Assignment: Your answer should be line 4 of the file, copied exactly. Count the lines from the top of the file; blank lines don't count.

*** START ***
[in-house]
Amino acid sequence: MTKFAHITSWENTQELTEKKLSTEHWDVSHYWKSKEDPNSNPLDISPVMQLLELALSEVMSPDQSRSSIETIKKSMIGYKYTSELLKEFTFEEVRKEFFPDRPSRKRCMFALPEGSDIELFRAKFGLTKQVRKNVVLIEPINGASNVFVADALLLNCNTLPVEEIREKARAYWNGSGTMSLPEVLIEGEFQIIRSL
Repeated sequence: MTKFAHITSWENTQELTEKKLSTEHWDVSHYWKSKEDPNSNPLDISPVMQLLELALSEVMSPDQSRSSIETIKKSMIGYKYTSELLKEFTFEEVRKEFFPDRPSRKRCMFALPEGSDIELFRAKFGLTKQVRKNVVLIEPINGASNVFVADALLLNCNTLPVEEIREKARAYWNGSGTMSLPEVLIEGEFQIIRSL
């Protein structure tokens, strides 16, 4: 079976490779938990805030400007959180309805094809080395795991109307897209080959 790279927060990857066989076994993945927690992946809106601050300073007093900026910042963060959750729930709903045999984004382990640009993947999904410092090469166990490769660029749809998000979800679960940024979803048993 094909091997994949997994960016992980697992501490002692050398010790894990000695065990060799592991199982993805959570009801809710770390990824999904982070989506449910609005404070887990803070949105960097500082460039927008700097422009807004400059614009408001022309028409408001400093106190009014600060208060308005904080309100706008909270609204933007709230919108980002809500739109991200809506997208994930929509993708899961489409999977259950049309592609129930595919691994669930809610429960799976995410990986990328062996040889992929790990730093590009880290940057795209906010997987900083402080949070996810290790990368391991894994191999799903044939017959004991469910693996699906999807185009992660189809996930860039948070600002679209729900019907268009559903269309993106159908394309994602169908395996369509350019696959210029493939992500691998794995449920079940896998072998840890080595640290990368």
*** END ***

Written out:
């Protein structure tokens, strides 16, 4: 079976490779938990805030400007959180309805094809080395795991109307897209080959 790279927060990857066989076994993945927690992946809106601050300073007093900026910042963060959750729930709903045999984004382990640009993947999904410092090469166990490769660029749809998000979800679960940024979803048993 094909091997994949997994960016992980697992501490002692050398010790894990000695065990060799592991199982993805959570009801809710770390990824999904982070989506449910609005404070887990803070949105960097500082460039927008700097422009807004400059614009408001022309028409408001400093106190009014600060208060308005904080309100706008909270609204933007709230919108980002809500739109991200809506997208994930929509993708899961489409999977259950049309592609129930595919691994669930809610429960799976995410990986990328062996040889992929790990730093590009880290940057795209906010997987900083402080949070996810290790990368391991894994191999799903044939017959004991469910693996699906999807185009992660189809996930860039948070600002679209729900019907268009559903269309993106159908394309994602169908395996369509350019696959210029493939992500691998794995449920079940896998072998840890080595640290990368």